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Inside PT
As autumn gets into full swing, it's time to wave goodbye to summer produce and start embracing the rich, savory fruits and veggies of the harvest season. They come with a host of nutritional benefits, sure to help you power through months of Nutcracker rehearsals and increasingly chilly temperatures.

Here are a few to get you started:

Apples: Aside from the fun of going on an apple-picking trip, the fruit is a good source of fiber and the antioxidant quercetin, which improves endurance. There are thousands of varieties to choose from, each with their own unique benefits.

Pumpkins: Basically the poster-child for the fall season, pumpkins also have tons of health benefits. One cup contains 11 percent of the fiber you need daily, and plenty of potassium, which helps keep your muscles strong and prevents cramping. Pumpkin seeds are rich in magnesium—important for energy production and bone development.

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Inside PT
American Ballet Theatre's Hee Seo in The Sleeping Beauty. Photo by Fabrizio Ferri.

We all do our best to get enough sleep, but sometimes it feels like there just aren't enough hours in the day. And dancers have crazy schedules, whether you're in the midst of a busy performance season, touring, or juggling classes and rehearsals. It's easy to convince yourself that if you can just get six hours or so, you'll be functional enough to get through the next day. But a study published in the journal Sleep found that getting six hours of shut-eye may be just as bad as not sleeping at all.

For the study, 48 adults were asked to limit their sleep to four, six or eight hours per night for two weeks—and one group didn't sleep at all for three days. Researchers then kept track of each person's cognitive performance, reaction time and mood.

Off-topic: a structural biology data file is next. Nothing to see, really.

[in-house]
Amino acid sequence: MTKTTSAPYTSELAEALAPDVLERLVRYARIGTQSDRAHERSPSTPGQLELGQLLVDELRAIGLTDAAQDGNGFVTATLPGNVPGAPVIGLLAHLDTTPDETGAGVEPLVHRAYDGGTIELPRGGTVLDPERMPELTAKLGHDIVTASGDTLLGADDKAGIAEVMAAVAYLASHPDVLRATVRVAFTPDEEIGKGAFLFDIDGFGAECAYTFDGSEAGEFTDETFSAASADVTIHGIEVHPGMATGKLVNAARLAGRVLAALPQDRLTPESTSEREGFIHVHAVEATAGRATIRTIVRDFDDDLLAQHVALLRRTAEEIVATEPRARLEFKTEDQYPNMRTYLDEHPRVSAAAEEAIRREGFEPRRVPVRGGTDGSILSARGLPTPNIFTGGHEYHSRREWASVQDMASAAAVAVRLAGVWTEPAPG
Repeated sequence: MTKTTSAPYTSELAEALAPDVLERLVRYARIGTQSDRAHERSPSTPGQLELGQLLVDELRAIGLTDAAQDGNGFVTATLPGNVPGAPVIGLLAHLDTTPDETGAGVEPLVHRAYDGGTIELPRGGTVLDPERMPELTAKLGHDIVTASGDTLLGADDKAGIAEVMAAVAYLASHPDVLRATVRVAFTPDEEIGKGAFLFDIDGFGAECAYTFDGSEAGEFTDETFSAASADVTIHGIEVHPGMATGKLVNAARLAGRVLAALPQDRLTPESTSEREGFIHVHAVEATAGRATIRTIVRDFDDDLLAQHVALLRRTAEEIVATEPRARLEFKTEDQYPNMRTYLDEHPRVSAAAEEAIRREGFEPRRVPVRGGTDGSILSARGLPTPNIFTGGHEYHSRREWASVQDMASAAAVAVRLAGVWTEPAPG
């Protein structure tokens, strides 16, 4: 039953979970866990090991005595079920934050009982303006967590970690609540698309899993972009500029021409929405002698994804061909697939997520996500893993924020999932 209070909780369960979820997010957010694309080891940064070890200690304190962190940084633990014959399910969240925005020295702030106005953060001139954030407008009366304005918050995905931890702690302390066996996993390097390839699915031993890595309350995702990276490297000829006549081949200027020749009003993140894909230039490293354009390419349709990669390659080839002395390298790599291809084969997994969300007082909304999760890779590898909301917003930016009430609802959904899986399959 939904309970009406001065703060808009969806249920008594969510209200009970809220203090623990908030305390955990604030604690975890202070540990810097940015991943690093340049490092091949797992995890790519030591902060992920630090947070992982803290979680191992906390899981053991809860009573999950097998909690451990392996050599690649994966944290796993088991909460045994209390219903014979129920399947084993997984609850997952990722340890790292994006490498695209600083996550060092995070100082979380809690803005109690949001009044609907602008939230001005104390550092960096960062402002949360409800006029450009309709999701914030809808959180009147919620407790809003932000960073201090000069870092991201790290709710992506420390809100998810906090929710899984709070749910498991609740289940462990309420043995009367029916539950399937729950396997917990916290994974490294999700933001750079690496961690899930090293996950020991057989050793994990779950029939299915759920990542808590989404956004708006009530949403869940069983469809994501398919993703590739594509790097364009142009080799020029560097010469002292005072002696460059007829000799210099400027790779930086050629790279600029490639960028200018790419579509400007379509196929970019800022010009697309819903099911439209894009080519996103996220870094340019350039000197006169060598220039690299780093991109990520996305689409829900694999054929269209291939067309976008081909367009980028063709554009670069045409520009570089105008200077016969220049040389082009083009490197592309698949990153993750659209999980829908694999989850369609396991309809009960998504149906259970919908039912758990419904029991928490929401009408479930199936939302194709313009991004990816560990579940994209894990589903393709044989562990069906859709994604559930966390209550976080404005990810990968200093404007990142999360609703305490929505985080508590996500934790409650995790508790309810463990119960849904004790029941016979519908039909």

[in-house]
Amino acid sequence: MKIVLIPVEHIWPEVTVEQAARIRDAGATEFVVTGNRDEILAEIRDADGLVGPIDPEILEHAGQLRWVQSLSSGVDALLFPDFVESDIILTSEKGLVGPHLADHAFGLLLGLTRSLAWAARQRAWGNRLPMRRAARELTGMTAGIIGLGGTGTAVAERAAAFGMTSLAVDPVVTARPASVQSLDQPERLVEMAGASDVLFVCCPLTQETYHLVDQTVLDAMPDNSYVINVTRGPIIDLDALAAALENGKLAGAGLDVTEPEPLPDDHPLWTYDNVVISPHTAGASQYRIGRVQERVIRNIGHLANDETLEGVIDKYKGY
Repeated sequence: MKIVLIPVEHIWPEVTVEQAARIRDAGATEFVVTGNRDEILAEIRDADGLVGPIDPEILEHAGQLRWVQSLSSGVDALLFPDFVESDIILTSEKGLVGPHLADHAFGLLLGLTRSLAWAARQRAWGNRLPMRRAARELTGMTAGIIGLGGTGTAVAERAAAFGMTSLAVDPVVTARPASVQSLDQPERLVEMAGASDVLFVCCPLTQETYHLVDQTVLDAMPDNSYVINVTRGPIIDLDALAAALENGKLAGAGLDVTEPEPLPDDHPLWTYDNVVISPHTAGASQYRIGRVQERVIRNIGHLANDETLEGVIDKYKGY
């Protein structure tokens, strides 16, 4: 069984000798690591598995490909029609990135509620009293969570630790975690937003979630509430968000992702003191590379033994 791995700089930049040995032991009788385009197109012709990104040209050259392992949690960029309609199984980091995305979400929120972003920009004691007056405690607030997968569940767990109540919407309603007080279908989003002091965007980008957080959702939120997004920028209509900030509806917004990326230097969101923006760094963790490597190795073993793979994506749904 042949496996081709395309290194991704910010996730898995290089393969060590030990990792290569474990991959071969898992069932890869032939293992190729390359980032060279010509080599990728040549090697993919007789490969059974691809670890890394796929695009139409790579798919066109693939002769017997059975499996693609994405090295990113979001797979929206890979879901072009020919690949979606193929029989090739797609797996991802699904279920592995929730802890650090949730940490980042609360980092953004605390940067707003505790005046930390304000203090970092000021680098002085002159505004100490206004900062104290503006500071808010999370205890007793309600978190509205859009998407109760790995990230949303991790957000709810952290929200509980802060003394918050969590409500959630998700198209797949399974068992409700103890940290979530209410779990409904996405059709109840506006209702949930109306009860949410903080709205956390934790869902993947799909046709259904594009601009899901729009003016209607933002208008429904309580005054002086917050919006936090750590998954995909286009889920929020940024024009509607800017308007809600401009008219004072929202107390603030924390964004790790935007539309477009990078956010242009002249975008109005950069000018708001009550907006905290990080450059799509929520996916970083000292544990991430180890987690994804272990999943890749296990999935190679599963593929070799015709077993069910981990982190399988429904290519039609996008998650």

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Inside PT

Whether you're heading off to a summer intensive or loading up on classes at your hometown studio, buying fresh and seasonal produce is a great way to get the fuel you need for dancing. Fruits and veggies are tastier (and often cheaper) when they’re in season, since they are more locally abundant and don’t have to be shipped from far away.

Here are a few foods that are in season right now, to get you started:

Beets: A good source of potassium (helpful for reducing muscle cramps) and fiber, which keeps you feeling satiated for longer. Plus, the phytonutrients in beets have antioxidant, detoxification and anti-inflammatory benefits. Try grating raw beets over salad to mix up your usual blend of veggies.

Watermelon: Is there anything better than a juicy slice of watermelon in the summer? True to its name, the fruit's water content is over 90 percent, helping you stay cool and hydrated on hot days. Watermelon juice may also help reduce muscle soreness if you drink it before a workout.

Strawberries and Blueberries: Fresh berries are a perfect summer snack, and not just because they’re delicious. These have strong antioxidant and anti-inflammatory properties, and one study found that blueberries may give short term memory a boost.

Green Beans: Non-starchy vegetables like green beans are a healthy source of carbs that can help provide the energy you need for long rehearsals or performances. Green beans are also a good source of vitamin K, which helps blood to clot.

Cherries: They're known for their anti-inflammatory properties, and tart cherry juice in particular has been found to reduce muscle pain and weakness after intense strength training or long-distance running.

For more news on all things ballet, don’t miss a single issue.